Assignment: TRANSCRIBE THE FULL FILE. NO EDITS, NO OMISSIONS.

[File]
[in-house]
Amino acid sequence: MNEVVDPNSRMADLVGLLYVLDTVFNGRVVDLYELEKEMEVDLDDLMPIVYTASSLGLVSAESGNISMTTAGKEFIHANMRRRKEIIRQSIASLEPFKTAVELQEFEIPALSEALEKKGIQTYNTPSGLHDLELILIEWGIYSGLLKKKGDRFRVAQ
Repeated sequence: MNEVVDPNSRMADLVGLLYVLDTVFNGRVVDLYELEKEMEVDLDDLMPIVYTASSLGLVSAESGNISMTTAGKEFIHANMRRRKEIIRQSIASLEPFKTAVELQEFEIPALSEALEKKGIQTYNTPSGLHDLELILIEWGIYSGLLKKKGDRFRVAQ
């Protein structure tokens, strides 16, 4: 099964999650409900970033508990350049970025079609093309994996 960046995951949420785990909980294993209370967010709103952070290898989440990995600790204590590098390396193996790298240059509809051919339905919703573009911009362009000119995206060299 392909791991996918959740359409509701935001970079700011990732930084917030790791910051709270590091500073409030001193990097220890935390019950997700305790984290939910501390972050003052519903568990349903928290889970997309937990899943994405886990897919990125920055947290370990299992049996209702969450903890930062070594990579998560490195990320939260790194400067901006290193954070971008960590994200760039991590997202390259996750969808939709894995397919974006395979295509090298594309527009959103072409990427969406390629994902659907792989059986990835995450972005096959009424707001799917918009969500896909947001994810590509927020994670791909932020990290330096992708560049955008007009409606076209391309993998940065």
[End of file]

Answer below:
[in-house]
Amino acid sequence: MNEVVDPNSRMADLVGLLYVLDTVFNGRVVDLYELEKEMEVDLDDLMPIVYTASSLGLVSAESGNISMTTAGKEFIHANMRRRKEIIRQSIASLEPFKTAVELQEFEIPALSEALEKKGIQTYNTPSGLHDLELILIEWGIYSGLLKKKGDRFRVAQ
Repeated sequence: MNEVVDPNSRMADLVGLLYVLDTVFNGRVVDLYELEKEMEVDLDDLMPIVYTASSLGLVSAESGNISMTTAGKEFIHANMRRRKEIIRQSIASLEPFKTAVELQEFEIPALSEALEKKGIQTYNTPSGLHDLELILIEWGIYSGLLKKKGDRFRVAQ
């Protein structure tokens, strides 16, 4: 099964999650409900970033508990350049970025079609093309994996 960046995951949420785990909980294993209370967010709103952070290898989440990995600790204590590098390396193996790298240059509809051919339905919703573009911009362009000119995206060299 392909791991996918959740359409509701935001970079700011990732930084917030790791910051709270590091500073409030001193990097220890935390019950997700305790984290939910501390972050003052519903568990349903928290889970997309937990899943994405886990897919990125920055947290370990299992049996209702969450903890930062070594990579998560490195990320939260790194400067901006290193954070971008960590994200760039991590997202390259996750969808939709894995397919974006395979295509090298594309527009959103072409990427969406390629994902659907792989059986990835995450972005096959009424707001799917918009969500896909947001994810590509927020994670791909932020990290330096992708560049955008007009409606076209391309993998940065």